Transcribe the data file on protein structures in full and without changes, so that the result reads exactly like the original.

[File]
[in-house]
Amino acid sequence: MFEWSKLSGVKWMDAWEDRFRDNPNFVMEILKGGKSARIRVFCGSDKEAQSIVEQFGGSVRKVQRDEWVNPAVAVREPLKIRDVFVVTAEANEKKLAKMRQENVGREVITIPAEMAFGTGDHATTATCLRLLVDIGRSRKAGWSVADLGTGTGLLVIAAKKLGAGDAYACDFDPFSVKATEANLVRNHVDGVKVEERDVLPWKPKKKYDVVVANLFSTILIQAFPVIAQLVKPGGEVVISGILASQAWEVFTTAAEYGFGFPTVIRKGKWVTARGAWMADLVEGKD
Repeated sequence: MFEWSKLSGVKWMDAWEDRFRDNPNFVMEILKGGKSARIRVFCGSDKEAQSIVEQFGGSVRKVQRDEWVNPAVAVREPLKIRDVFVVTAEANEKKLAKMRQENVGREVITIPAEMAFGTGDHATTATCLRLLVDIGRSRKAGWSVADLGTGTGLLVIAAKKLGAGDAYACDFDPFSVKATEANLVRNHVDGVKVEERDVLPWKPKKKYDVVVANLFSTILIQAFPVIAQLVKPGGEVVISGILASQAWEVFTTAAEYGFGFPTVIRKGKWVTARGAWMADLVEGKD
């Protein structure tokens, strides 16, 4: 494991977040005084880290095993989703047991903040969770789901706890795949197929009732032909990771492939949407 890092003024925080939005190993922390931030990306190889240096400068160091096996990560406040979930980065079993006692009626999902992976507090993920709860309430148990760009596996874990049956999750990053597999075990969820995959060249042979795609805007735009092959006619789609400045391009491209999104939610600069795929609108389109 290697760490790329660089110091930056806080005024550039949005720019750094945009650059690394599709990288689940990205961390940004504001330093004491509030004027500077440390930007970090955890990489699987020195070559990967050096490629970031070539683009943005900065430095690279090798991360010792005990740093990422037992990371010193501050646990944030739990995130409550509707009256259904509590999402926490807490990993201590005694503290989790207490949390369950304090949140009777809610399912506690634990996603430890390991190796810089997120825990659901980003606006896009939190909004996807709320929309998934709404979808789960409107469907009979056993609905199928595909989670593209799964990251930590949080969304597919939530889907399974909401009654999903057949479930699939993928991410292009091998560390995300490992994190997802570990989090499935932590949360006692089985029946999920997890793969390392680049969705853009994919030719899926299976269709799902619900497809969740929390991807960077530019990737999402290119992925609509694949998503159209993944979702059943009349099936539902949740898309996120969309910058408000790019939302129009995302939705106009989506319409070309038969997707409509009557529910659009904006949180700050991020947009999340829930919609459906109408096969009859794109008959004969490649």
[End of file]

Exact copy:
[in-house]
Amino acid sequence: MFEWSKLSGVKWMDAWEDRFRDNPNFVMEILKGGKSARIRVFCGSDKEAQSIVEQFGGSVRKVQRDEWVNPAVAVREPLKIRDVFVVTAEANEKKLAKMRQENVGREVITIPAEMAFGTGDHATTATCLRLLVDIGRSRKAGWSVADLGTGTGLLVIAAKKLGAGDAYACDFDPFSVKATEANLVRNHVDGVKVEERDVLPWKPKKKYDVVVANLFSTILIQAFPVIAQLVKPGGEVVISGILASQAWEVFTTAAEYGFGFPTVIRKGKWVTARGAWMADLVEGKD
Repeated sequence: MFEWSKLSGVKWMDAWEDRFRDNPNFVMEILKGGKSARIRVFCGSDKEAQSIVEQFGGSVRKVQRDEWVNPAVAVREPLKIRDVFVVTAEANEKKLAKMRQENVGREVITIPAEMAFGTGDHATTATCLRLLVDIGRSRKAGWSVADLGTGTGLLVIAAKKLGAGDAYACDFDPFSVKATEANLVRNHVDGVKVEERDVLPWKPKKKYDVVVANLFSTILIQAFPVIAQLVKPGGEVVISGILASQAWEVFTTAAEYGFGFPTVIRKGKWVTARGAWMADLVEGKD
């Protein structure tokens, strides 16, 4: 494991977040005084880290095993989703047991903040969770789901706890795949197929009732032909990771492939949407 890092003024925080939005190993922390931030990306190889240096400068160091096996990560406040979930980065079993006692009626999902992976507090993920709860309430148990760009596996874990049956999750990053597999075990969820995959060249042979795609805007735009092959006619789609400045391009491209999104939610600069795929609108389109 290697760490790329660089110091930056806080005024550039949005720019750094945009650059690394599709990288689940990205961390940004504001330093004491509030004027500077440390930007970090955890990489699987020195070559990967050096490629970031070539683009943005900065430095690279090798991360010792005990740093990422037992990371010193501050646990944030739990995130409550509707009256259904509590999402926490807490990993201590005694503290989790207490949390369950304090949140009777809610399912506690634990996603430890390991190796810089997120825990659901980003606006896009939190909004996807709320929309998934709404979808789960409107469907009979056993609905199928595909989670593209799964990251930590949080969304597919939530889907399974909401009654999903057949479930699939993928991410292009091998560390995300490992994190997802570990989090499935932590949360006692089985029946999920997890793969390392680049969705853009994919030719899926299976269709799902619900497809969740929390991807960077530019990737999402290119992925609509694949998503159209993944979702059943009349099936539902949740898309996120969309910058408000790019939302129009995302939705106009989506319409070309038969997707409509009557529910659009904006949180700050991020947009999340829930919609459906109408096969009859794109008959004969490649």